Winter break: the sweet conclusion the fall semester and an opportunity for many IU students to go home after being away for months. But for some of IU’s 7,861 international students, going home isn't realistic.
Instead, some international students will still stay in their residence halls, making plans with their fellow residents and others will celebrate the holidays in their own homes with friends. And some will take the opportunity to get out of Bloomington and travel around the United States.
“Students, for the most part, are really self-sufficient,” said Mai-Lin Poon, associate director of international student life at the Office of International Services.
Poon said OIS arranges different activities over breaks to get students out of their rooms, such as movie nights. OIS has also worked with IU Outdoor Adventures to take international students on short trips out of and around Indiana.
Many international students like getting the chance to travel, she said, since classes and other commitments keep them from exploring the U.S., similar to domestic students.
“While four years sounds like a lot of time, during those four years, you’re in class, you’re in school most of the year,” Poon said.
Students also want to take advantage of more affordable travel costs in the U.S., she said.
“It’s also more affordable than it would be flying to visit California than it would be if you’re coming from, say, Brazil,” Poon said.
While not every international student celebrates Christmas, Poon said some of the students will celebrate with friends or former host families. She said volunteers from Bloomington Worldwide Friendship sometimes open up their homes for the holidays. The group matches international students with Bloomington residents so students can learn about the city and American culture through fun activities.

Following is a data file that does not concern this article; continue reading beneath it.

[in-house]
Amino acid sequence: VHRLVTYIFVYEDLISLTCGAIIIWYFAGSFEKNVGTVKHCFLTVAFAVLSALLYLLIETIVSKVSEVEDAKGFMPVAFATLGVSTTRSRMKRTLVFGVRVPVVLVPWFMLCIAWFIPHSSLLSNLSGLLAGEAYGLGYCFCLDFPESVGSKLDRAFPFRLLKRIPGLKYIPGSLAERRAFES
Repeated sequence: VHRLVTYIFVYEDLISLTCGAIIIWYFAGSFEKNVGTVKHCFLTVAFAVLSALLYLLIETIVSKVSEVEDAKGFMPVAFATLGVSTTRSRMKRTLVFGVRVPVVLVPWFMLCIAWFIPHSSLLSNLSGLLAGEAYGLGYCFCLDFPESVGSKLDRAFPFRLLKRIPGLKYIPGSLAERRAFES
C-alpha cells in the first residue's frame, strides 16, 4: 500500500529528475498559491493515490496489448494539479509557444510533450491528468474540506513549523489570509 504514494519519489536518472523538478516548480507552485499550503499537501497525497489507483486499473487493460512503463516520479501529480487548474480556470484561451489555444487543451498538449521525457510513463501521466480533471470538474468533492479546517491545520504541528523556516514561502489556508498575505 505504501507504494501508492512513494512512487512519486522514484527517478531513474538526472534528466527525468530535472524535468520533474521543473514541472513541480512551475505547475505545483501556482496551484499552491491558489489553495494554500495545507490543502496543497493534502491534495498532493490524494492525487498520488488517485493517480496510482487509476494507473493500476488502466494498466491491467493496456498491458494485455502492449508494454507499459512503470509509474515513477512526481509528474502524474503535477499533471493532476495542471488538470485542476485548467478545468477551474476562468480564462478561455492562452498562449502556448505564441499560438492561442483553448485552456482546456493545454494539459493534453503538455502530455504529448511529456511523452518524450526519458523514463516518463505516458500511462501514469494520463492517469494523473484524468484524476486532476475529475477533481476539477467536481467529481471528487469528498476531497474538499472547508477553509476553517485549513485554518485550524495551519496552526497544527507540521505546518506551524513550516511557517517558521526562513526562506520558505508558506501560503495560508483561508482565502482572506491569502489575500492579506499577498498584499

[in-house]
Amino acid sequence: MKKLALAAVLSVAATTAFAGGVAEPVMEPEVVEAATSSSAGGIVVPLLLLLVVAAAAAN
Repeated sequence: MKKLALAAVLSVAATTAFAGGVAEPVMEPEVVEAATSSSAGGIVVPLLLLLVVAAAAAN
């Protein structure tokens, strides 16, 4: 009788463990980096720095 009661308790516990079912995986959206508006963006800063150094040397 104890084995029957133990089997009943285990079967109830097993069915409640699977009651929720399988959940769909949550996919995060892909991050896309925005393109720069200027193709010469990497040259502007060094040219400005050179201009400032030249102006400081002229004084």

Suraj Chiplunkar is a graduate student from India studying human computer interaction in the School of Informatics, Computing, and Engineering. He said last year, he and his cohort of other international students decided to celebrate Christmas by making traditional dishes. He made a traditional Indian rice dish for the party.
Due to an ACL injury in January, Chiplunkar spent the fall semester recovering. He said he plans to apply for internships and build his online portfolio over break. He said he plans to celebrate Christmas with other international students and the family of Cheryl Engel, SICE graduate recruitment and admissions manager.
“We are thinking of celebrating it together,” Chiplunkar said. “Probably by making hot pot, which is a Chinese dish, and Indian food. At Cheryl’s place, we will probably have some ethnic food from the U.S.”
Chiplunkar said he and the other international students in his program are close because they spend so much time together. If he is feeling sick, another student will bring him oolong tea or food, and vice versa.
“Any international student looks out for other international students,” Chiplunkar said.
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